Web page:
Considering working for the Government?

Have you ever thought of working for the government? Would you like to take this opportunity to network with representatives from the government? SFU Career Services and the Arts and Social Sciences Co-op is co-hosting a signature event called, What Can I Do In Government? on Wednesday, November 17th, 2010. Session one starts at 12:30pm. Session 2 starts at 2:30pm. For more information, please check out Symplicity at http://www.sfu.ca/wil/symplicity/ (SFU students only).

At this event, you will be able to connect with representatives working in the federal, provincial, and municipal public service. This event will be a Philosopher Cafe’s approach where students are encouraged to ask questions about the career and the working life in the government. You will also get the chance to interact with different table hosts  and peers because you will be moving from table to table at the event during the session.

Who knows, this might be a great networking opportunity where you can find your career path!

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Cold Calling X99

So, a few weeks ago I went to a Sales Training through Skype, facilitated by fellow AIESECer, Christina Buiza. As my first time participating in a skype meeting, I felt it went fairly smoothly. She briefly went over the purpose of cold calling, preparing for a cold call, what goes on during a cold call, and how to follow-up. The following are the main points that I took from the session which will hopefully demystifies the whole concept of cold calling and may even encourage you to go and try it out for yourself. If you have any other tips, comments, or questions, post them =D

1. The main purpose of a cold call is to sell AIESEC and get a meeting set up regarding taking in an intern =]

2. When researching for a company, always be checking in Salesforce, either to start off your search or to check if you can contact the company you found, always be checking in Salesforce.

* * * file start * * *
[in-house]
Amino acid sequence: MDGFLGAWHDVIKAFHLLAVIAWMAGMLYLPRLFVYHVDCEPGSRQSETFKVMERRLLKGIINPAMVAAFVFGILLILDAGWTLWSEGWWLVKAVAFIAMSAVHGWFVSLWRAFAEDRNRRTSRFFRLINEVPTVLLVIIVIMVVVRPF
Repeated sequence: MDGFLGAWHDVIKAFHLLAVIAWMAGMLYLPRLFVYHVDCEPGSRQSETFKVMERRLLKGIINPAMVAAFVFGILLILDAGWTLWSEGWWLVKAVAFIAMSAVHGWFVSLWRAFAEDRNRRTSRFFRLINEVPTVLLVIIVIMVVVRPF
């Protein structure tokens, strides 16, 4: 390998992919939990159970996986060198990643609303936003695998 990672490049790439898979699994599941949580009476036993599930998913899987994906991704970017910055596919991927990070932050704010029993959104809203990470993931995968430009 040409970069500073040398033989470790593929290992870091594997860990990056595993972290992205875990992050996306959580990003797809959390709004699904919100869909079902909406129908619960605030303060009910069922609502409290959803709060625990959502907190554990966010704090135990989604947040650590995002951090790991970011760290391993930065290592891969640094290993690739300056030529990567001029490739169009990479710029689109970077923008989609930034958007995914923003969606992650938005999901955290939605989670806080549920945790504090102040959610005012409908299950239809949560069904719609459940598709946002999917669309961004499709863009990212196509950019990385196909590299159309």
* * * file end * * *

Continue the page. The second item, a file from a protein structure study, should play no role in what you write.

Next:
3. In Salesforce there are three rules to keep in mind: The 6 Month Rule, Account Rule, and Alumni Rule. Here’s a ppt that give more information (which is pretty much the presentation outline).

4. A cold call should only last about 5 minutes. Try to only talk about the benefits of having an AIESEC intern leaving the costs for later, overcome resistance by asking WHY WHY WHY, offer sending them the marketing package, get their contact information and thank them for their time.

5. Here is a list of 15 things you absolutely need to know by heart before you go on a marketing call. The list contains the nitty gritties of internships.

6. Don’t take comments personally and just do it! =D

Mentorship Experience

I am participating in a mentorship program as a mentee in YWiB SFU, and I went to the orientation of mentorship this Friday to meet other mentees and mentors.

One thing I learn from mentorship is that the mentee should have specific goals that he/she wants to accomplish in mind and mentor will be the one that is guiding the mentee to accomplish those goals. Goals should be set in the first meeting.

Mentee should be the one that is maintaining the relationship. In a mentee-mentor relationship, not only the mentee will learn and benefit, but so will the mentor.

Another interesting thing is that in a statistic report, it shows that female mentor tends to be more like a teacher, and male mentor tends to be more like friend. For example, female mentors would give advise to their mentees and try to help them to accomplish their goals, but male mentors will open their  network to their mentees.

People that are or are thinking of participating in AIESEC Mentorship Program could take these comments in mind 🙂

How-to Guide for International Conferences!

My first conference in Malaysia, 2009.

Going on an AIESEC internship is not the only way to gain international experience and expand your network. You can also go to the conferences outside Canada! Did you know there are over 470 AIESEC conferences held every year all around the world?

I started my AIESEC experience with facilitating a youth conference in Malaysia during my internship in 2009. It was very inspiring to meet and work with AIESECers from different countries. Also this conference made me see and experience the international aspect of AIESEC as the “world’s largest student-run organization”. This year I also went to another international conference in Korea and experienced the same thing all over again!